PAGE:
Link to Pubmed [PMID] – 9889120
Curr. Biol. 1999 Jan;9(1):30-41
BACKGROUND: The transport of macromolecules between the nucleus and cytoplasm is an energy-dependent process. Substrates are translocated across the nuclear envelope through nuclear pore complexes (NPCs). Translocation requires nucleocytoplasmic transport receptors of the importin beta family, which interact both with the NPC and, either directly or via an adaptor, with the transport substrate. Although certain receptors have recently been shown to cross the NPC in an energy-independent manner, translocation of substrate-receptor complexes through the NPC has generally been regarded as an energy-requiring step.
RESULTS: We describe an in vitro system that is based on permeabilised cells and supports nuclear export mediated by leucine-rich nuclear export signals. In this system, export is dependent on exogenous CRM1/Exportin1 – a nuclear export receptor – the GTPase Ran and nucleotide triphosphates (NTPs), and is further stimulated by Ran-binding protein 1 (RanBP1) and nuclear transport factor 2 (NTF2). Unexpectedly, non-hydrolysable NTP analogues completely satisfy the NTP requirements for a single-round of CRM1-mediated translocation of protein substrates across the NPC. Similarly, single transportin-mediated nuclear protein import events are shown not to require hydrolysable NTPs and to occur in the absence of the Ran GTPase.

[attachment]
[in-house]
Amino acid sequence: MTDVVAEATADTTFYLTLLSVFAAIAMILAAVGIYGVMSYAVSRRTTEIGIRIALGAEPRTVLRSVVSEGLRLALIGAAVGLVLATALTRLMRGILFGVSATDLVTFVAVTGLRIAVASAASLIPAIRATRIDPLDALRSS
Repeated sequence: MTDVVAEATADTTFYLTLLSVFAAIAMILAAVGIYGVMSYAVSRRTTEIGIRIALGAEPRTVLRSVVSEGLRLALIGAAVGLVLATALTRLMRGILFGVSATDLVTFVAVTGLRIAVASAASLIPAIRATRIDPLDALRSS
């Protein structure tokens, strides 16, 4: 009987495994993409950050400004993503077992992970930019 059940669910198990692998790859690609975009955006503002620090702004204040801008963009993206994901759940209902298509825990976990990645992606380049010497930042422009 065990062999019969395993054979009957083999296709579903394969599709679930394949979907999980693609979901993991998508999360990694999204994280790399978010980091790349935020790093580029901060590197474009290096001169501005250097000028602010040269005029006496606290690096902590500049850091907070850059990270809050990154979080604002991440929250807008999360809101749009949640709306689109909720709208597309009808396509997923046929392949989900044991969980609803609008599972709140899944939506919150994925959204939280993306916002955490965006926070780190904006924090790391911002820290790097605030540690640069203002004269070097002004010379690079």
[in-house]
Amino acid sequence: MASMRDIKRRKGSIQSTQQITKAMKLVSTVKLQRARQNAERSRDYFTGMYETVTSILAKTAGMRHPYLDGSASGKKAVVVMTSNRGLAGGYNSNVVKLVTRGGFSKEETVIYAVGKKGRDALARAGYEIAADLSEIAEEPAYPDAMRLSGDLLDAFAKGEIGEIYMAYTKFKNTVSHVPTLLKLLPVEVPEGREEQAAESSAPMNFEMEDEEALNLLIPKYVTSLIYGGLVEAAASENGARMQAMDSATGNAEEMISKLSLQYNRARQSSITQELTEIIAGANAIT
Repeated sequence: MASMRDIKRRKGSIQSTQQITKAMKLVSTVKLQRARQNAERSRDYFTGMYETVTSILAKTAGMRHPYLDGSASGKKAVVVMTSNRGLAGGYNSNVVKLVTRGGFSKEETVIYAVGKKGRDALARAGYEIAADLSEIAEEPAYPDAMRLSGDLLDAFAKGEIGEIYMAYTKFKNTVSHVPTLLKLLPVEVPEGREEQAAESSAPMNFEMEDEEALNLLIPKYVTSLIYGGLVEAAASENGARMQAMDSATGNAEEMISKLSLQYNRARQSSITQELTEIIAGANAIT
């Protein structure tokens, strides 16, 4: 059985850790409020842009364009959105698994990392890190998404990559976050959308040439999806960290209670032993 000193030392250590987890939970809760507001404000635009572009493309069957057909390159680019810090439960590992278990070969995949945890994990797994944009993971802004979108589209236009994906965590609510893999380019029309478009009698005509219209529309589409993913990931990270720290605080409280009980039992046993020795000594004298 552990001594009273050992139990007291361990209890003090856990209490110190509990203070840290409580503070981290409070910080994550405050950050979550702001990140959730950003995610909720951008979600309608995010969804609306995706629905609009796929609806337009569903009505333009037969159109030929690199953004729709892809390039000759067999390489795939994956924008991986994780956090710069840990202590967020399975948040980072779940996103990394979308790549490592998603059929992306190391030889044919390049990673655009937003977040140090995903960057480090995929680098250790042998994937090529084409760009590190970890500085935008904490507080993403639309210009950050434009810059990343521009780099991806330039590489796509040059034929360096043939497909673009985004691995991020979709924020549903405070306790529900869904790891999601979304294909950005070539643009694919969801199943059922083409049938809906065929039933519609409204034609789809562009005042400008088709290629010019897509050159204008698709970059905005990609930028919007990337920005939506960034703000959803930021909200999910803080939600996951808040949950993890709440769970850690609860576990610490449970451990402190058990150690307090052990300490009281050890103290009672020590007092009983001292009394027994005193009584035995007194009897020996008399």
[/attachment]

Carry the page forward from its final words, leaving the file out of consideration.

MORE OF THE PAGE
CONCLUSIONS: Our data show that, contrary to expectation and prior conclusions, the translocation of substrate-receptor complexes across the NPC in either direction occurs in the absence of NTP hydrolysis and is thus energy independent. The energy needed to drive substrate transport against a concentration gradient is supplied at the step of receptor recycling in the cytoplasm.